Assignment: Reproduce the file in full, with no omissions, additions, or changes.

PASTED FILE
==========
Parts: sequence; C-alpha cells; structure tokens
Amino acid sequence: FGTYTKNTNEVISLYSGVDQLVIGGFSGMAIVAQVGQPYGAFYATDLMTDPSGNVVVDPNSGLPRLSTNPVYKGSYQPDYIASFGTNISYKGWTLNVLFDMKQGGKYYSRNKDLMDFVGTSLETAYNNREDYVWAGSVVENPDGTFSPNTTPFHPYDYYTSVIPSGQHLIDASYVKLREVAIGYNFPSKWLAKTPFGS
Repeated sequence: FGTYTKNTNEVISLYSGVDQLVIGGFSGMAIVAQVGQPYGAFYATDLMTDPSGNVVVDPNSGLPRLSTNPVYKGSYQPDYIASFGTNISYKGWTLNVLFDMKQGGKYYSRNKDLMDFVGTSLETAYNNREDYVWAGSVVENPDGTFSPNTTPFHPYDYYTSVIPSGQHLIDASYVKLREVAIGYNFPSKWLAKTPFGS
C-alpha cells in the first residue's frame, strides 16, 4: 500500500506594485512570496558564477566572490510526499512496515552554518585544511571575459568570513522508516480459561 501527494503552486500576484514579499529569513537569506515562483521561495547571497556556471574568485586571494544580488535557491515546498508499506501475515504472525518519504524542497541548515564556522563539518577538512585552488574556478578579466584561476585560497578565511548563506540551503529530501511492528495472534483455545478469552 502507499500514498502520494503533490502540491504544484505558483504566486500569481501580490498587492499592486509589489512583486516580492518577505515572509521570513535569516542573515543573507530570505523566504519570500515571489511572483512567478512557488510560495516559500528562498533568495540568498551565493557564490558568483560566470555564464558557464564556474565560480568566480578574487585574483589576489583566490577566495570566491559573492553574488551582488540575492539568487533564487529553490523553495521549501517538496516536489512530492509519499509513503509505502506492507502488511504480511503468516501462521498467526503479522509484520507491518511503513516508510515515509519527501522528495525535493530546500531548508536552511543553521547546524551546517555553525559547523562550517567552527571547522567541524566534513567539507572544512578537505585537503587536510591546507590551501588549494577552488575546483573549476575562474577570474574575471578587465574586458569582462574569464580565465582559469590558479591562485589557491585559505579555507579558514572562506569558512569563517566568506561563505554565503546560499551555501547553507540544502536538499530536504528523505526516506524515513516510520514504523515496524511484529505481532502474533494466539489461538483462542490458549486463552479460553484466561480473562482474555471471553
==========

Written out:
Parts: sequence; C-alpha cells; structure tokens
Amino acid sequence: FGTYTKNTNEVISLYSGVDQLVIGGFSGMAIVAQVGQPYGAFYATDLMTDPSGNVVVDPNSGLPRLSTNPVYKGSYQPDYIASFGTNISYKGWTLNVLFDMKQGGKYYSRNKDLMDFVGTSLETAYNNREDYVWAGSVVENPDGTFSPNTTPFHPYDYYTSVIPSGQHLIDASYVKLREVAIGYNFPSKWLAKTPFGS
Repeated sequence: FGTYTKNTNEVISLYSGVDQLVIGGFSGMAIVAQVGQPYGAFYATDLMTDPSGNVVVDPNSGLPRLSTNPVYKGSYQPDYIASFGTNISYKGWTLNVLFDMKQGGKYYSRNKDLMDFVGTSLETAYNNREDYVWAGSVVENPDGTFSPNTTPFHPYDYYTSVIPSGQHLIDASYVKLREVAIGYNFPSKWLAKTPFGS
C-alpha cells in the first residue's frame, strides 16, 4: 500500500506594485512570496558564477566572490510526499512496515552554518585544511571575459568570513522508516480459561 501527494503552486500576484514579499529569513537569506515562483521561495547571497556556471574568485586571494544580488535557491515546498508499506501475515504472525518519504524542497541548515564556522563539518577538512585552488574556478578579466584561476585560497578565511548563506540551503529530501511492528495472534483455545478469552 502507499500514498502520494503533490502540491504544484505558483504566486500569481501580490498587492499592486509589489512583486516580492518577505515572509521570513535569516542573515543573507530570505523566504519570500515571489511572483512567478512557488510560495516559500528562498533568495540568498551565493557564490558568483560566470555564464558557464564556474565560480568566480578574487585574483589576489583566490577566495570566491559573492553574488551582488540575492539568487533564487529553490523553495521549501517538496516536489512530492509519499509513503509505502506492507502488511504480511503468516501462521498467526503479522509484520507491518511503513516508510515515509519527501522528495525535493530546500531548508536552511543553521547546524551546517555553525559547523562550517567552527571547522567541524566534513567539507572544512578537505585537503587536510591546507590551501588549494577552488575546483573549476575562474577570474574575471578587465574586458569582462574569464580565465582559469590558479591562485589557491585559505579555507579558514572562506569558512569563517566568506561563505554565503546560499551555501547553507540544502536538499530536504528523505526516506524515513516510520514504523515496524511484529505481532502474533494466539489461538483462542490458549486463552479460553484466561480473562482474555471471553